The hail of deadly bullets also struck left-wing economist Bernard Maris, 68, who wrote a regular column for the magazine, psychoanalyst and columnist Elsa Cayat, copy editor Mustapha Ourrad, police officers Franck Brinsolaro and Ahmed Merabet, a building maintenance man as well as local politician Michel Renaud, who had been paying a visit to the magazine....

Global Shock

The shock over the killings spread quickly across France as people registered that the attacks had in fact been also been aimed at France and democracy as a whole and not just some satirical magazine.

Judging from the outpouring of grief seen in France on Wednesday night, even an attack on the Louvre wouldn't have struck a deeper nerve. Jan. 7, 2015 has become for the French what 9/11 was to the United States. It was an attack on the country's proud history of Enlightenment and the French Revolution, but also one against Europe. It goes far beyond the publication itself -- at issue are fundamental questions of freedom and humanity. Accordingly, politicians, journalists and everyday people around the world sought to express their solidarity. It happened en masse on social networks, but also in public spaces. Hundreds of thousands of people attended vigils in cities spanning the globe from New York to Sydney on Wednesday, with further demonstrations planned for this weekend. Newspapers dedicated their front pages to the tragedy, although not all dared to publish the cartoons featured in Charlie Hebdo. A number of cartoonists also drew images illustrating the inequality of weapons and pens. The pope prayed for the dead.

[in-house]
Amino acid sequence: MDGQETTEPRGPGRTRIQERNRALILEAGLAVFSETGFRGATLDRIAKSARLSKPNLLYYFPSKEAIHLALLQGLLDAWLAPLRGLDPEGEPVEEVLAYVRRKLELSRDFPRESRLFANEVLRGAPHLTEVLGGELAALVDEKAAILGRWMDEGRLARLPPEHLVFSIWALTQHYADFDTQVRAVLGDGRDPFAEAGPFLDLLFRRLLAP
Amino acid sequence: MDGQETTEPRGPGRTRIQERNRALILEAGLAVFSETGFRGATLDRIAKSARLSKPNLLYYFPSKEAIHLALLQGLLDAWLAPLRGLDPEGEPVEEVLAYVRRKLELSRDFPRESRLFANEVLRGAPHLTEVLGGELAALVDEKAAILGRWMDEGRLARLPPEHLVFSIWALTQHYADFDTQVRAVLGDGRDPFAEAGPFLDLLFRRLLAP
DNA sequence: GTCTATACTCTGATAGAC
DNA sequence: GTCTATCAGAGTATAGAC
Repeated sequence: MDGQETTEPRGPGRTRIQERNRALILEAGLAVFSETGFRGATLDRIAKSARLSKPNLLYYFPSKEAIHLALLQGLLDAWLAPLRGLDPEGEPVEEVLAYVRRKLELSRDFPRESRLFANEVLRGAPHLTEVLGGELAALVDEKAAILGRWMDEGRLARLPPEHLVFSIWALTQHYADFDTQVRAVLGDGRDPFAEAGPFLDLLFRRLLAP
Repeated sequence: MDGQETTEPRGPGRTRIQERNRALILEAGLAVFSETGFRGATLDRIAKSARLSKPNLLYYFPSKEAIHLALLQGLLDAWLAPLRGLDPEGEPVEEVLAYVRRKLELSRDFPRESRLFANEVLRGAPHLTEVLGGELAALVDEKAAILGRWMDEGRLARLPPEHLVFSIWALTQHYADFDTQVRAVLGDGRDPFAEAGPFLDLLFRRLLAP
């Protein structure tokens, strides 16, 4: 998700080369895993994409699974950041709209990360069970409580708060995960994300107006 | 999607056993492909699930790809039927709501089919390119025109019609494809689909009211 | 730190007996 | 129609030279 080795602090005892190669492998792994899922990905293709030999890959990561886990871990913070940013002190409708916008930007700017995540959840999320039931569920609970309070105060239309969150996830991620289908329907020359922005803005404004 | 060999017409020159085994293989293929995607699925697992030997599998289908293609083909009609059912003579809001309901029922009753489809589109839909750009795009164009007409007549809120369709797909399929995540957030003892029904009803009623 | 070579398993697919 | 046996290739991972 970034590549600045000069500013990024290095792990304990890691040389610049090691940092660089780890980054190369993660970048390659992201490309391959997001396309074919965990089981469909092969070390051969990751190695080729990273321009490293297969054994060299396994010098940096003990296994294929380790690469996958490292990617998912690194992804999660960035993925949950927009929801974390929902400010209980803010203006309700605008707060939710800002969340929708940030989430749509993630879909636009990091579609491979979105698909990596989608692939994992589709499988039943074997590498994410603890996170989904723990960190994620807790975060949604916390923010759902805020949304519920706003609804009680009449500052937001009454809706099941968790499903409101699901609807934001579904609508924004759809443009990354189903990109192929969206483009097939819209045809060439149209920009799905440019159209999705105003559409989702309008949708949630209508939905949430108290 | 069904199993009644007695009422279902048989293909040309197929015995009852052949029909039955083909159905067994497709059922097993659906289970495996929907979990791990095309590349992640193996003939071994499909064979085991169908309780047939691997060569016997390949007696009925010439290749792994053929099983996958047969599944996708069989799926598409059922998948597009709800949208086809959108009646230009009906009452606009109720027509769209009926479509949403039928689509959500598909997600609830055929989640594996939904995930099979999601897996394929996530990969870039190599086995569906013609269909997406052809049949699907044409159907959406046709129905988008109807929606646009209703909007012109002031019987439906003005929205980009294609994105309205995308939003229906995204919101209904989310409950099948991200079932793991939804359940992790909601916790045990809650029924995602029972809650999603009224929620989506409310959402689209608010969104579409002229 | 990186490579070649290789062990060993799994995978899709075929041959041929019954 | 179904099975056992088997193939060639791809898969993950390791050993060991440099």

From Pakistan to Turkey, Muslim dignitaries took pains to distance themselves, using tough words to condemn the attacks. Tunisia's Islamist al-Nahda party issued a statement condemning the "cowardly and criminal act." Egypt's spiritual leader also sent his condolences, as did Russia and China.

A Turning Point

France is no stranger to terrorism, but Wednesday's attack marked the worst it had seen since 1961. The country survived the Organization of the Secret Army (OAS), a French dissident paramilitary group that fought against Algeria's independence during the 1960s. Later, during the 1990s, Algerian Islamists planted bombs in commuter trains. But the attack that took place on Wednesday against Charlie Hebdo was a siege against the very values that France embodies.

"This is a turning point -- quantitatively but for that reason also qualitatively," says Olivier Roy, a respected scholar of Islam at the European University Institute in Florence. "It was an attack designed for the maximum effect," he says. "They did it to shock the public and, in that sense, they were also successful."

At the same time, at least for a short period, the attackers united a country that in recent years had appeared to be frightened, beat down and hopeless in a way rarely seen before in its history. The day after the attacks, President Hollande even met with his political nemesis, Nicolas Sarkozy, in Elysée Palace. "This isn't just about democracy," the former president said. "It's about civilization."

Hollande also invited right-wing populist Marine Le Pen, a woman considered to be an outsider in the French political system who normally wouldn't get invited to the presidential palace. Meanwhile, leftist Interior Minister Bernard Cazeneuve visited the editorial staff of the conservative daily Le Figaro on the day of the attacks. It may not sound like much, but these are meaningful gestures in today's politically polarized France...
Still a lot more, at the link.